3.2 Cell culture: The same initial viral suspensions used on embryonated chicken eggs were inoculated in cell culture. Vero cells (ATCC CCL-81) in culture tubes containing 2x105 cells/mL were grown in medium 199 and 0.1 mM non-essential amino acids, supplemented with 10% inactive fetal calf serum (FCS). The confluent cells were inoculated with 200 mL of each sample suspension. After one hour at room temperature, 1 mL of medium with 2% FCS was added to each inoculated tube and they were incubated at 37 oC. The medium was replaced every three days. Cell cultures were observed for CPE daily during seven days. The cells with CPE were washed with PBS, fixed in situ with 1% glutaraldehyde in 0.15M PBS pH 7.2 for one hour at 4 oC. After being rinsed twice with cacodylate buffer and stained directly with toluidine blue the cells were examined by light microscopy and photographed24.

4. Molecular biology techniques: The molecular biology techniques (PCR, sequencing, RFLP, similarity determination of the sequences and phylogenetic analyses) had the purpose of identifying the virus detected by EM.

4.1 Viral DNA extraction: Viral DNA was obtained directly from 21 smears samples, one Vero cell culture isolate and one positive control sample (Vac - lst - strain Elstree - Liverpool - UK) using a modified protocol described by ROPP et al.28. Briefly, the digested DNA was extracted twice with phenol-chloroform-isoamyl alcohol solution (25:24:1) (Sigma, St. Louis, MO), precipitated with isopropanol, washed with 70% ethanol, air dried and dissolved in 50 mL of milliQ water.

4.2 Primers: The primers EACP1 (ATGACACGATTGCCAATAC) and EACP2 (CTAGACTTTGTTTTCTG) described by ROPP et al.28 were used to amplify HA gene of Eurasia-African subgroup of the genus Orthopoxvirus, producing amplicons of 927 bp. We also used the set of primers HAOUTF (CCAAATATATTCCCATAGTC), HAOUTR (GACATAATACTATCTGGATC), HAINTF (GACATAATACTATCTGGATC) and HAINTR (GTGGATTCTTCAGATGATGC), described by DAMASO et al.8. The primers HAOUTF and HAOUTR flank the open reading frame of the HA gene amplifying a product of 1180 bp which includes the 927 nucleotides of the HA gene. The pair of primers HAINTF and HAINTR, which anneal in the mid-region of the HA coding sequence, was used in the sequencing reaction to provide overlapping sequences.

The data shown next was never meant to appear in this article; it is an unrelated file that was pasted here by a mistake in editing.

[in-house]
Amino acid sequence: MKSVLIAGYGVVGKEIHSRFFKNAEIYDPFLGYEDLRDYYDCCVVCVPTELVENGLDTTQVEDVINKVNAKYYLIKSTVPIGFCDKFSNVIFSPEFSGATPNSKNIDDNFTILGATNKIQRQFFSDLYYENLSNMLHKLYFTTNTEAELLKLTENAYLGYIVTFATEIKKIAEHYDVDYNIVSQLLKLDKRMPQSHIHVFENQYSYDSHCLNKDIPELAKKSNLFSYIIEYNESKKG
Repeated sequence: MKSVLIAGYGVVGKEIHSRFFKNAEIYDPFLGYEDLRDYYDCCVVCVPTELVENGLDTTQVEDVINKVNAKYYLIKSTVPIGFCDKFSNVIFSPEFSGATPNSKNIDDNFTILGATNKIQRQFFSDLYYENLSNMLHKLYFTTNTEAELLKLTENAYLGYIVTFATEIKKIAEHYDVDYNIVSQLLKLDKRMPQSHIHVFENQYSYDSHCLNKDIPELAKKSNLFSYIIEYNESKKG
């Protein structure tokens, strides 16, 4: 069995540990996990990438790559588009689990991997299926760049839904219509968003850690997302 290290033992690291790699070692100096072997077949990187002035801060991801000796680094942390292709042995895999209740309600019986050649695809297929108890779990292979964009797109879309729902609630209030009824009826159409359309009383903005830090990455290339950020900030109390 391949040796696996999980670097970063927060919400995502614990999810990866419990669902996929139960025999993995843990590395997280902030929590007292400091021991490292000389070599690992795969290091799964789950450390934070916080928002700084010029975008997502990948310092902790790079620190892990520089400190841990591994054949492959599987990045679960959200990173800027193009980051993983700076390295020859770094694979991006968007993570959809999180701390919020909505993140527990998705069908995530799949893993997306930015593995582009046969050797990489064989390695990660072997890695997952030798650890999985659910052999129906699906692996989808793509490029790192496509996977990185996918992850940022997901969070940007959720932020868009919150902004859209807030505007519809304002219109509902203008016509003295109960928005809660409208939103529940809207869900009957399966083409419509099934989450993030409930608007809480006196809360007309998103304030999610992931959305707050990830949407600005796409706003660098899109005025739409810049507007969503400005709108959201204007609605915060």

4.3 Polymerase chain reaction (PCR): PCR in a total volume of 100 mL was performed in the following conditions: 5 mL of the DNA sample; 25 pmol of each primer; 20 mM tris-HCl (pH 8.4); 50 mM KCl; 1.5 mM MgCl2; 0.25 mM of each dNTPs; 2U Taq DNA polymerase (Invitrogen, Carlsbad, CA). The used program started with a denaturation step at 94 oC for two min. Then, 35 times through denaturation at 94 oC for one min, annealing at 50 oC for one min and polymerization at 72 oC for one min, ending with a step at 72 oC for five min, using a 2400 Perkin Elmer Cetus thermal cycler. The same PCR reagents and protocol were used to the set of primers EACP1/ EACP2 and HAOUTF/HAOUTR.

PCR products were identified by electrophoresis in 1% agarose gel containing 0.5 mg/mL ethidium bromide (Sigma, St. Louis, MO) in 40 mM tris-acetate and 1 mM EDTA buffer (TAE) (Sigma, St. Louis, MO)31.

4.4 Restriction fragment length polymorphism (RFLP): Restriction digestions were done adding 5U of TaqI (MBI Fermentas, Hanover, MD) in 30 mL of DNA amplified with EACP1/EACP2 primers and incubated at 65 oC for two hours. DNA products were fractionated by gel electrophoresis in 2% agarose gel in TAE buffer28.

4.5 HA gene sequencing: Twelve PCR amplified samples from seven different counties (Cachoeira Paulista, Guaratinguetá, Lagoinha, Lorena, Piquete, Silveiras and Rianópolis) were sequenced.

The amplicons were purified with the commercial kit "Concert rapid PCR extraction system" (GIBCO/BRL, Carlsbad, CA) following the procedure described by the manufacturer. About 20 ng of the purified amplicon were sequenced with four primers (HAOUTF, HAOUTR, HAINTF and HAINTR) using the kit "BIGDYE Terminator Cycle Sequencing" (Foster City, CA). An automated DNA sequencer, model 377 ABI PRISM, Applied Biosystems, Inc. was used.

The obtained sequences were edited in the Sequence Navigator 1.0 program (Applied Biosystems, Foster City, CA). The comparative analyses of the DNA sequences were based on nucleotide and amino acid aligned sequences using CLUSTAL X software37. The phylogenetic tree, based on aligned nucleotides, was constructed, applying the neighbor-joining method with calculated bootstrap confidence intervals of 1000 heuristic search replicate, using MEGA, version 2.1 (Molecular Evolutionary Genetics Analyses, Pennsylvania State University). Genetic distance was determined by proportional distance method, Kimura two parameter model, applying pairwise deletion of gaps and equally weighting both transition and transversion for all three codon positions.